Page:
On Wednesday Europe’s leaders will gather in Milan for their on-off-on-again summit on jobs and growth.
Expectations are low. The meeting is very much the idea of the Italian Prime Minister, Matteo Renzi, wanting to demonstrate to a domestic audience that he is at the forefront of the struggle to cut Europe’s unemployment numbers.
Even as the leaders discuss how to boost growth, what will be impossible to disguise are the deep divisions within the eurozone – and that is Europe’s central drama this autumn.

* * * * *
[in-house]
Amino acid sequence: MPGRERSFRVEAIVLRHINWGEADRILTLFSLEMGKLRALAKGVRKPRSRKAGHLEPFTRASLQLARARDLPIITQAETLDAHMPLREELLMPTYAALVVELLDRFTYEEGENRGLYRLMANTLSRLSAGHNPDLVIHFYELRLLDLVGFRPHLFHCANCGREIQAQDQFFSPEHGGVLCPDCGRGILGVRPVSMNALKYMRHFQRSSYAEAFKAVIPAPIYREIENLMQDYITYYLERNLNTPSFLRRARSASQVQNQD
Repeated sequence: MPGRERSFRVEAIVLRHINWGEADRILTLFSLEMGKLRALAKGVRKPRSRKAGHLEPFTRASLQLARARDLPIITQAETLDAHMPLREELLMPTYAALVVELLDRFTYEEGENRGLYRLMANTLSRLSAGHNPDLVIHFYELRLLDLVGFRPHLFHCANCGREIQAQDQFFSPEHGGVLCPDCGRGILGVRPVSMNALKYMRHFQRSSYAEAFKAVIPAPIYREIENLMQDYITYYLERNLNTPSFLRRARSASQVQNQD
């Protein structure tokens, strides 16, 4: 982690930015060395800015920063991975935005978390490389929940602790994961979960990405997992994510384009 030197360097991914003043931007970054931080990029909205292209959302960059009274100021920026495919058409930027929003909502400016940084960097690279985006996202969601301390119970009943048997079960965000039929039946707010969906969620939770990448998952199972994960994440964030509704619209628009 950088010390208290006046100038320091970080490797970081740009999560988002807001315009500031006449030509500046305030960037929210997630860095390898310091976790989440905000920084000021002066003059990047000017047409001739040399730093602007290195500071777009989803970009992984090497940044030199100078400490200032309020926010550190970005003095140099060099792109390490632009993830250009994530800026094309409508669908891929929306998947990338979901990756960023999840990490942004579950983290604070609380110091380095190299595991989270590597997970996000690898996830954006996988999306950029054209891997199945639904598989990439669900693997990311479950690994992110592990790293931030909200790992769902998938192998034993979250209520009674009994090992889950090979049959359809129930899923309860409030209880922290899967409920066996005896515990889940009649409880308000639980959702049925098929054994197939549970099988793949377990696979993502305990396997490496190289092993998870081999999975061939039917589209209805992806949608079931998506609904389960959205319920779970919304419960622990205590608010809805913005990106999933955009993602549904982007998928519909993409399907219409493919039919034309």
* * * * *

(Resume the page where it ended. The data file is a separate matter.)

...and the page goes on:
Germany has proudly announced that it is running a balanced budget. In contrast France and Italy are not just struggling with their budgets; they are threatening to flout the EU’s budget rules. “France makes its own rules,” says its Prime Minister Manuel Valls. The European Commission may well challenge that assertion.
Let’s take the case of Italy. It has torn up its own forecasts. Growth this year will be -0.3%, compared with a predicted figure of 0.8%. Growth next year will be a tepid 0.6%.
Italy’s level of industrial production has fallen by a quarter in the past six years. Unemployment remains stubbornly high at near 12%. Its budget deficit is increasing, although the government says it will stay under 3%.